Suppose you’re in the market for a rugged laptop, and your organization can live without the extreme ironclad guaranteed tolerances expected of a fully-rugged or ultra-rugged model. In that case, the vetting process can be confusing. You may encounter semi-rugged, business-rugged, enterprise rugged, and just plain rugged. Some of these terms are objective, and some are marketing.
A Little About Rugged
Getac manufactures rugged devices, but not all are equally rugged. Therefore Getac doesn’t classify any individual or line of models as “rugged.” Instead, the product lines are classified as “fully rugged” or “semi-rugged.” However, other device vendors or third parties (such as journalists or analysts) may use “rugged” as a classification. If they do, Getac recommends assuming they mean “semi-rugged” unless proven otherwise.
What Is Semi-Rugged?
Semi-rugged laptops are designed for professionals who need an office-style computer with a full keyboard. These users also spend portions of their day in hard-hat or non-office environments where safety and climate control cannot be guaranteed. These places may include workshops, factory floors, vehicles, and the outdoors.
Semi-rugged notebooks offer a brighter screen than what the average laptop screen shows (roughly 250 nits), so workers can use these devices under sunlight. These devices are also rated to withstand a one-meter (three-foot) drop, IP53-certified waterproof & dustproof, and have a MIL-STD-810G/H rating.
Industries that use semi-rugged laptops include automotive, manufacturing, law enforcement, and certain utilities. In truth, workers benefit from using semi-rugged devices in any industry or enterprise where:
- physical risks to devices are not trivial
- mobile connectivity and information security must always be maintained
- users may need the device to run on battery power for a full shift or longer
What Is Business-Rugged?
Business-rugged (aka enterprise-rugged) devices may offer extra protection for vital components (such as the storage drive). They may have rubberized or hardened chassis that makes them more tolerant of impact or drop than a standard laptop. However, they are still business devices built for business use and travel and used in climate-controlled indoor areas.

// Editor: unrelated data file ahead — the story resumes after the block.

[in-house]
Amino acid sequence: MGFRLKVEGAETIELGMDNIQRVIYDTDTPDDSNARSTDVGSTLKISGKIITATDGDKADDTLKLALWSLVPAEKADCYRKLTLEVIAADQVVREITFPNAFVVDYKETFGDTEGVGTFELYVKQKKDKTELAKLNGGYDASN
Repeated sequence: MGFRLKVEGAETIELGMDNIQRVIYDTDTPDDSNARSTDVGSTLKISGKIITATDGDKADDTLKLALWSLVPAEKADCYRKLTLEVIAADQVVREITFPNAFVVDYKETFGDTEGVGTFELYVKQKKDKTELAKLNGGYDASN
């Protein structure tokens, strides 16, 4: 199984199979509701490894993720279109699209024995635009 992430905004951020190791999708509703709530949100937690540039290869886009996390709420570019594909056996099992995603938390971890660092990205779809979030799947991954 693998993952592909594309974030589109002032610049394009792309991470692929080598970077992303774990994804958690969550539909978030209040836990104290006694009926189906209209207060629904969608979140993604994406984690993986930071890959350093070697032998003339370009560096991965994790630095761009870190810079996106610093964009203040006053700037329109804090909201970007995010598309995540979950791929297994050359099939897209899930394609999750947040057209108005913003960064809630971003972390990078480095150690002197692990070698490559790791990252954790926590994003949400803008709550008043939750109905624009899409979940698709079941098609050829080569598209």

These devices are not meant to be used outside under direct sunlight or the other non-office work areas. They are usually not waterproof or dustproof and won’t offer easy battery changeout (making full-shift operation away from a wall or vehicle plug problematic). In short, a business-rugged notebook is a business notebook that has been modified.
Most importantly, a business-rugged notebook might not have IP or MIL-STD certifications for various stresses, and those certifications matter. “Rugged” has no formal and/or specific definition authored by an ISO or IEEE type of authority. Any vendor can put a metal chassis or rubberized corners on a laptop and call it rugged.
Granted, just because a device doesn’t have the certifications doesn’t mean it can’t tolerate the relevant stresses and elements. It may simply mean that the device hasn’t undergone the testing to prove it. But without those certifications, you have no way to know. Getac does not recommend considering a PC rugged without them.
Accept No Substitutes
During the vetting process, decision-makers may encounter information on the Internet that classifies semi-rugged notebooks as equivalent to the business-rugged device definition – a standard business notebook that’s received one or a few reinforced upgrades.
Getac does not speak for or comment upon competitors or other third parties. However, Getac does not sell standard notebooks, upgraded or not. The company is, and always has been, a rugged computing specialist. Every device Getac sells is designed and manufactured in-house, right down to the chassis. Getac devices offer features that cannot be bought elsewhere. These include Getac’s proprietary LumiBond ultra-bright touchscreen, house-made magnesium alloys, and impact-resistant polymers.